Special Tip Sheet from WSU Spokane
Enhance your coverage with expert resources from WSU
Week of: April 16, 1999
Media Contact: Barb Chamberlain, 509/358-7527,firstname.lastname@example.org or
Dick Cottam, Spokane Police Department, 509/625-4456, email@example.com
WRICOPS Community Oriented Policing Conference April 19-22
More than 300 persons from throughout the nation are expected to attend this conference in Spokane on community oriented policing. They will include law enforcement officials, academicians, policymakers, community leaders and other interested citizens. Conference sponsors are the Western Regional Institute for Community Oriented Public Safety (WRICOPS) at WSU Spokane, Washington State University at Spokane, the Spokane Police Department and the City of Spokane. The conference is being held at the Ridpath Hotel, 515 W. Sprague.
HERE IS A LIST OF SELECTED TOPICS YOU MAY WANT TO COVER:
"Proactive School Security and Crisis Preparedness"
Strategies that emphasize school, law enforcement and community partnerships. Lessons learned from national tragedies, "New Times, New Crimes" (homemade bombs, bomb threats, technology offenses, terrorist-like threats, etc.), drugs and concealed weapons update, reducing student victimization, myths and misconceptions vs. reality. Wednesday, April 21: 8-9:15 a.m. keynote presentation; 9:30 a.m.-noon workshop; repeated 1:30-4 p.m.
"Emotional Survival: Integrity Inoculation for the Community Based Policing Officer"
The dynamic on the street can turn idealistic and highly motivated law enforcement officers into cynical and angry individuals who perceive the community at large as a potential threat. How can this be survived and overcome? Tuesday, April 20: 9:30 a.m.-noon; repeated 1:30-4:30 p.m.
"Providing Assistance Service to Older Victims of Crime"
Senior citizens fear violent crime, but data show that seniors are more likely to be victimized by fraud -- telephone and mail scams, bank examiner fraud, roofer or driveway repair schemes, theft by persons they hire for various personal services, and the like. Topics covered will include demographic issues facing police departments, perceptions vs. realities of crime for older people, unique impacts crimes have on older victims. Tuesday, April 20: 9:30 a.m.-noon; repeated 1:30-4:30 p.m.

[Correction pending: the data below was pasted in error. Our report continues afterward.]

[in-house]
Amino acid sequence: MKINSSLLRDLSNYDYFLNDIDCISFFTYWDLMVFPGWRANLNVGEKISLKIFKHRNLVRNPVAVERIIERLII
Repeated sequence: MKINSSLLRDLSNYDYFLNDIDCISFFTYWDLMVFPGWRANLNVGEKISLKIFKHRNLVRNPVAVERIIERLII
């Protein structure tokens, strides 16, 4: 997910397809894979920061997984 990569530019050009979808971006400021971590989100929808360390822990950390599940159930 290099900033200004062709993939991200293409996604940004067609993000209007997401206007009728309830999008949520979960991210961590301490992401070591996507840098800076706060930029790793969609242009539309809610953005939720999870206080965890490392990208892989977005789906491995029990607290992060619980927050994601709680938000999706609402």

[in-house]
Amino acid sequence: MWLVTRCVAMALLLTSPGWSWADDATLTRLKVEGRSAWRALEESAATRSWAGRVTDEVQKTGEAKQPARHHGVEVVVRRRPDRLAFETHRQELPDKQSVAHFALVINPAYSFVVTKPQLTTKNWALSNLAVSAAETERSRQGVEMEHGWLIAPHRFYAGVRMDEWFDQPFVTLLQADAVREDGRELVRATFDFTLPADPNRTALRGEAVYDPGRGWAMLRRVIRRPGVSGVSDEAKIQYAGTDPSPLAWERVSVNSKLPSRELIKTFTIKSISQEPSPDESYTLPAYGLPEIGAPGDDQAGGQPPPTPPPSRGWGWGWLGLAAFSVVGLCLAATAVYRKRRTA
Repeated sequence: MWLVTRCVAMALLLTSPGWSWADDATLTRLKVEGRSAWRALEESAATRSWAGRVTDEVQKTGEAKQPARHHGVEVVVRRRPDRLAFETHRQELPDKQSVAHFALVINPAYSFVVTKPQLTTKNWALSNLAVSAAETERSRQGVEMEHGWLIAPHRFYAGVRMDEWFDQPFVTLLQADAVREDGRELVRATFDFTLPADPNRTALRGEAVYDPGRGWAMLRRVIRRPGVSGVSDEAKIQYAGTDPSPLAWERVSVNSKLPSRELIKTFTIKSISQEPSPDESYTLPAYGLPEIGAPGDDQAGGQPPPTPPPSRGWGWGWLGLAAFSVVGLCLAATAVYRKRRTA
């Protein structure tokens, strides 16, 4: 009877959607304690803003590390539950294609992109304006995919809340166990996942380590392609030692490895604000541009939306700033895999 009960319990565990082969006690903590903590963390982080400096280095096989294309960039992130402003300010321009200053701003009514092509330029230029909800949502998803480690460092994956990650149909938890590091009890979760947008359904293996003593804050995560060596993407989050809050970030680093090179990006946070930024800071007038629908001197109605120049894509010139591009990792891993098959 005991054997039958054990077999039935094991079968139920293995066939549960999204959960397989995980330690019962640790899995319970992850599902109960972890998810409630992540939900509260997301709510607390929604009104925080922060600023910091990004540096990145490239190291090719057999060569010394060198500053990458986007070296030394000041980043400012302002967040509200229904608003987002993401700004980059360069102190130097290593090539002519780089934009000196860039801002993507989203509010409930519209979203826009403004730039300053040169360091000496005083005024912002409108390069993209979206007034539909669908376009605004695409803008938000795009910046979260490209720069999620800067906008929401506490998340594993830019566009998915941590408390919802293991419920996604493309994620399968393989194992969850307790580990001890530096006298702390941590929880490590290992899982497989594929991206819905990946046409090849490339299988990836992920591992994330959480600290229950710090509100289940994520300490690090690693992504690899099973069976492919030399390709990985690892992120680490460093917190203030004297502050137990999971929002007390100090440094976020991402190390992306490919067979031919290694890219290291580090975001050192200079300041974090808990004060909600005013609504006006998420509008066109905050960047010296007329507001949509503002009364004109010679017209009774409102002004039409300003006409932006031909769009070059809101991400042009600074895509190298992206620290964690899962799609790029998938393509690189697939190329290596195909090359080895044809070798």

"Cultural Awareness and Diversity in Community Policing"
Rapidly changing demographics and cultural influences will have a significant -- even dramatic -- effect on delivery of safety and other services to the public. Pragmatic, educational approach designed to build skills, knowledge and tools for understanding cultural communication dynamics, cultural indicators, communication process vs. content, influences of culture within communities and more. Wednesday, April 21: 9:30 a.m.-noon workshop; repeated 1:30-4 p.m.
"Futures Research and Community Policing"
Speaker: Judith Lewis, retired captain of the Los Angeles County Sheriff's Department, and past president of the Society of Police Futurists International. Thursday, April 22: 8-9:15 a.m.
FYI CONGRESSIONAL STAFF BRIEFING
Congressional staff from throughout Washington and Idaho have been invited to attend Thursday morning sessions and to attend a special briefing on WRICOPS and higher education/policing agency/community partnerships 10-11 a.m. The briefing session is open to media, but is not a news conference.
The Western Regional Institute for Community Oriented Public Safety was formed in 1996 under the leadership of WSU Spokane. WRICOPS works to extend the community policing partnerships model to the western five-state region of Washington, Idaho, Montana, Wyoming and South Dakota. WRICOPS offers training, technical and organization development assistance and research components. The program is cited as a model by the Department of Justice Office of Community Oriented Policing Services and receives frequent visits of delegations from other states to learn from its success. As a national partnership model, WRICOPS is one of 29 university-practitioner collaborations funded by Congress, known as Regional Community Policing Institutes. Originally funded in 1996 with $500,000 from the Department of Justice, three-year funding now totals $2,470,000.
FOR MORE INFORMATION
A full conference program is available online at:
To arrange interviews with speakers outside their scheduled appearances or with WRICOPS Executive Director Jon Walters, contact Barb Chamberlain, WSU Spokane Communications Manager, 509/358-7527, firstname.lastname@example.org.
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